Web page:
Reply 7, posted (16 years 8 months 2 days 8 hours ago) and read 3556 times:

I love this topic. I think that Ravia seems right. The 7-7s must be jets with swept back wings, so maybe the 8-7 series will be something weird like what he said. I personally think that Fat Albert (the 737) will live forever. Even way after the -1000 series. Boeing is doing so well with it, why stop? If I am not mistaken, I think that the 737 is the biggest seller ever. What do you think Boeing would do if they got rid of the 737? There would HAVE to be a 737 replacement.


User currently offlineAmerican 767 From United States of America, joined May 1999, 4639 posts, RR: 12
Reply 8, posted (16 years 8 months 2 days 5 hours ago) and read 3549 times:

That's an intersting subject of conversation.
If Boeing continues making the 737, they'll name the next variants 737-1000, 1100, 1200, and so on...there's nothing wrong with that. That seems to be the logical next step. What will Boeing do after the 797? That's a good question. Many people have been asking themselves that question but that's not something to be concerned about because Boeing can still work on newer variants of previously designed models such as the 757 and 767. They can start thinking of new models such as the 757-400, 767-500/600/700, 777-400, and why not a 777 Freighter...and maybe the proposed 747-500 and 600 will be built depending on the market, all of that in addition to the two new airplanes left: the 787 and the 797. Maybe they'll announce a 747-700. So you see, Boeing engineers can come up with a whole lot of ideas for the next century, at least the next three or four decades !
The same applies to Airbus, what will they do after the A390? The A350 has not even been announced yet, although I think that if the A3XX becomes reality it will be called the A350, so they still have many new models to come out with before they design the A390. And they can come up with new variants of the A330 and A340 such as the A329, A331, A339 and A341. I'm sure they have on the drawing board many new models that people don't know about.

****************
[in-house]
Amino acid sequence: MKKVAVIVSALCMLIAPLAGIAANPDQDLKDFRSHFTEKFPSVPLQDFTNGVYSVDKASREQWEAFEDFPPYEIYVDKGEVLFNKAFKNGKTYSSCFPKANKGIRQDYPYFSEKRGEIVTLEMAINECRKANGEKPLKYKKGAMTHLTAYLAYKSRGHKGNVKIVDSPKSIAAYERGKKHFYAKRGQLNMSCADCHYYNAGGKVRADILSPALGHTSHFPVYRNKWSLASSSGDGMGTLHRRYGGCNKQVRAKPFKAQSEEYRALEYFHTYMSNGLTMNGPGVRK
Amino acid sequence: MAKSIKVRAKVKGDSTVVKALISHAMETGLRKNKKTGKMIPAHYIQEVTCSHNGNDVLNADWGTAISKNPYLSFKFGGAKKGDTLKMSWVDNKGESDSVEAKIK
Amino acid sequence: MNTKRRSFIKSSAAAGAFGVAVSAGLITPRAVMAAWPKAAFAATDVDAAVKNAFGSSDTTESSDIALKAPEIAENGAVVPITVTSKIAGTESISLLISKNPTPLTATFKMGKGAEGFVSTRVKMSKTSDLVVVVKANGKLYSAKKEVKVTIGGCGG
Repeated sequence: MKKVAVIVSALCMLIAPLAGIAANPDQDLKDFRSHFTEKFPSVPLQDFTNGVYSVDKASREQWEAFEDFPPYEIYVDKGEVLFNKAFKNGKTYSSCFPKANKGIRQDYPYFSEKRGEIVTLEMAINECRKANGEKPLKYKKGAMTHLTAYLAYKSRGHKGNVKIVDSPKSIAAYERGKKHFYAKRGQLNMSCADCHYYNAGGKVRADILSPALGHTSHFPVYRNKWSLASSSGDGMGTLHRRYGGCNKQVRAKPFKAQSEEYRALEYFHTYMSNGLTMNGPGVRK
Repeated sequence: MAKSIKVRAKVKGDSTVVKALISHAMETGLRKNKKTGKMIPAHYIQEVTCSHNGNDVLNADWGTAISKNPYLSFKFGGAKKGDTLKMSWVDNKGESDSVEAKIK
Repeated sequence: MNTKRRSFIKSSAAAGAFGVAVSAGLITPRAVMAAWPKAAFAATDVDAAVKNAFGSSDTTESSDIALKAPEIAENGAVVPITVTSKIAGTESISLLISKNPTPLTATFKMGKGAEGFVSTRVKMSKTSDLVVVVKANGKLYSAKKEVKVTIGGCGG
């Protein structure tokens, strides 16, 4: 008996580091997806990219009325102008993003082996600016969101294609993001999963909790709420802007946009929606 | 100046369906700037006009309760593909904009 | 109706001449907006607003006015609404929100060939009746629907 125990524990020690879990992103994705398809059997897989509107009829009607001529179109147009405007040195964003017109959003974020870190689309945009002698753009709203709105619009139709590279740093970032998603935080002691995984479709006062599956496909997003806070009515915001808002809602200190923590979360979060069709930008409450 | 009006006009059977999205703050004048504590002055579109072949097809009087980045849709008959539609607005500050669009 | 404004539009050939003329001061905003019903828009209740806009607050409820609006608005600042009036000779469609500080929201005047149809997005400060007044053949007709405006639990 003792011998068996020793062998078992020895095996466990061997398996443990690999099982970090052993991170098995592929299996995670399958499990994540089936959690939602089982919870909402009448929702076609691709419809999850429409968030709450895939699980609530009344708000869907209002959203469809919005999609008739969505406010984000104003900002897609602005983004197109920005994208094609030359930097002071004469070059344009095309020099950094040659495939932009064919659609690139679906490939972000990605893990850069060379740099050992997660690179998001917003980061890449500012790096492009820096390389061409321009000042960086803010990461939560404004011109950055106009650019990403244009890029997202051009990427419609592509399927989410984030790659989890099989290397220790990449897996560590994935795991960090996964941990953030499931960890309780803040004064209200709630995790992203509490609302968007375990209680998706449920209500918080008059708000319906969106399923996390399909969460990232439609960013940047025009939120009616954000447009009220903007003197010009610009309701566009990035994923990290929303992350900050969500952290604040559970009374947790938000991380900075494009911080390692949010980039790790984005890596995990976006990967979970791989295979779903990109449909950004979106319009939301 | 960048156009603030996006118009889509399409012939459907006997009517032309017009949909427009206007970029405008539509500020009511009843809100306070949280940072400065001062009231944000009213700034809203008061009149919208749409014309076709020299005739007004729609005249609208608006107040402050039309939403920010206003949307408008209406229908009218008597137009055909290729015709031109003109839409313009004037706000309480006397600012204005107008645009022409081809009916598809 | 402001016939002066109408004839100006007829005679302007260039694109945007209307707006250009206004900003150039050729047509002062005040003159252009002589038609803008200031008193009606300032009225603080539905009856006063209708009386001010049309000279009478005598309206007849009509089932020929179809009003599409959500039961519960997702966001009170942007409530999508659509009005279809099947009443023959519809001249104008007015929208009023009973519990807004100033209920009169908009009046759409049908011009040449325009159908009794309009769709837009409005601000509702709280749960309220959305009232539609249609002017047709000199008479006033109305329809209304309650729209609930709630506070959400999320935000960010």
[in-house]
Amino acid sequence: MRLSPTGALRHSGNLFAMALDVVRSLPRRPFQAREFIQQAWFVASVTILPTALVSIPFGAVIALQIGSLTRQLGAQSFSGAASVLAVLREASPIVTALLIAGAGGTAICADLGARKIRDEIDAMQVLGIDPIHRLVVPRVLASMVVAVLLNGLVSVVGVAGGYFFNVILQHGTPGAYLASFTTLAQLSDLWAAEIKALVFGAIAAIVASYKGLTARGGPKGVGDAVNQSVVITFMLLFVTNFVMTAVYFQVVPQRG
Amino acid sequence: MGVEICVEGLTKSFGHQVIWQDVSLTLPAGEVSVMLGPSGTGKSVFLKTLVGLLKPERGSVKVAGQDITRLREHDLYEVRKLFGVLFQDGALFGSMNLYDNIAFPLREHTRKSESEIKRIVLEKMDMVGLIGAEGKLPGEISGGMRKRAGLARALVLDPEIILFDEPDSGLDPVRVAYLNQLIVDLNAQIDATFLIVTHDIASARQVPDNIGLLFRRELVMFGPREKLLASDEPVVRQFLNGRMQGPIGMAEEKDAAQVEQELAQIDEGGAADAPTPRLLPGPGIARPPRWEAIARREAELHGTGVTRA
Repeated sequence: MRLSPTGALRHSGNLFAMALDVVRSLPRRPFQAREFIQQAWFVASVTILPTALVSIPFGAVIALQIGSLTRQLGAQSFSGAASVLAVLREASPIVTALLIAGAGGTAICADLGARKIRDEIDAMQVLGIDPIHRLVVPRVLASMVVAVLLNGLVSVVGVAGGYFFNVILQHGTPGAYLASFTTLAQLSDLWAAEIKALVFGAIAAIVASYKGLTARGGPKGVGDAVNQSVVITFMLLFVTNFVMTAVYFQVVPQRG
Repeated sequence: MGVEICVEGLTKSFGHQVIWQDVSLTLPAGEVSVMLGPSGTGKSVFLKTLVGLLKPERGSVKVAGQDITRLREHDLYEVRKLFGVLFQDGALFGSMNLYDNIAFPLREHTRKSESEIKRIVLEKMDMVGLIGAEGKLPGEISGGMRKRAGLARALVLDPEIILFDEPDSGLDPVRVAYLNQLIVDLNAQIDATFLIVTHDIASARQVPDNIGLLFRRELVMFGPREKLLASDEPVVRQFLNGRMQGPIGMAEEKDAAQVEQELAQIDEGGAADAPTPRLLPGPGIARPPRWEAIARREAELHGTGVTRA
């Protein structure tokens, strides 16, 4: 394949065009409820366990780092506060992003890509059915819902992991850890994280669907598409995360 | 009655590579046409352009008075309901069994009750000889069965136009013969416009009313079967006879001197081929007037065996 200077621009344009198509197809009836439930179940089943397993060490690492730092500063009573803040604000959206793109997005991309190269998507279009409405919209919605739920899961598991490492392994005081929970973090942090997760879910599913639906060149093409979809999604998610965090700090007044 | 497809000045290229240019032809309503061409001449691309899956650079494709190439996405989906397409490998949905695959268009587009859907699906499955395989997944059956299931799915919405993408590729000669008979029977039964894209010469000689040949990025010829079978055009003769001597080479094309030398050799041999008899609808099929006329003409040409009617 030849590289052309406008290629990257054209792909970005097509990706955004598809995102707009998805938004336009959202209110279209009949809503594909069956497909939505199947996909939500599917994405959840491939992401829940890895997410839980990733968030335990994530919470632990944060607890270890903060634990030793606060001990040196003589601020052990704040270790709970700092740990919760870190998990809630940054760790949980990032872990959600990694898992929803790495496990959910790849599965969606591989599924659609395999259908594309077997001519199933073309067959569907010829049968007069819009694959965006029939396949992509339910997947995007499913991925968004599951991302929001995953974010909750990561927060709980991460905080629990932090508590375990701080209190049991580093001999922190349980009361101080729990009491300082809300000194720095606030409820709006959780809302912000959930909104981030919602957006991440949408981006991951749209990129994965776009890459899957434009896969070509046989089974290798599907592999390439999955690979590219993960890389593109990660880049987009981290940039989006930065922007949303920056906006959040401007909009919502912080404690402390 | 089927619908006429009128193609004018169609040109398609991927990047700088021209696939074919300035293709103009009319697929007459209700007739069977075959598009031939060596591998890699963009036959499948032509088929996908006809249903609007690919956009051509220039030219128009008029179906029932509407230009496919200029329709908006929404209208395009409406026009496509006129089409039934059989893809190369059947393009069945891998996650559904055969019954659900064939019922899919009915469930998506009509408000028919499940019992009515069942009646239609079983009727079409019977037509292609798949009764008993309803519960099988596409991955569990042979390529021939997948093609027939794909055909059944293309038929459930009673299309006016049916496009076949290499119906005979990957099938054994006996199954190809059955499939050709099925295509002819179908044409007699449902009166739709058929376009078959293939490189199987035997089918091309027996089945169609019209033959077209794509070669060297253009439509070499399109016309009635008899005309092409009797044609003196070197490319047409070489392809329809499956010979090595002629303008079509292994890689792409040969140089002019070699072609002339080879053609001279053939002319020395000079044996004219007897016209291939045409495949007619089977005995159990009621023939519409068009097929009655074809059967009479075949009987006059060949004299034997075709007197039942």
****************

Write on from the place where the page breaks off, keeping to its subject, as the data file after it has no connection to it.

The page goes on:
Ben Soriano
Brussels Belgium

Ben Soriano
User currently offlineRavi From Singapore, joined Oct 2005, 0 posts, RR: 0
Reply 9, posted (16 years 8 months 1 day 19 hours ago) and read 3522 times:

Realistically, the earliest that Boeing will genuinely consider replacing the 737 will be about 2005/6. By that stage in time the 757 will also begin to show its age. There is also the expected psychological phenomenon of the "2000 syndrome". The 2000 syndrome is not really a syndrome, but is expected to increase the productivity of inventors, engineers and designers (amongst many other professions) world wide. So new ideas, solutions and the like should become more apparent after 2001.

This is why I hesitate in saying that the 737/757 replacement will be something similar to the sort of flying machines that we have today. The economics in me says that it will be, the romance in me suggests that a few funky new ideas will be available by the time it comes up.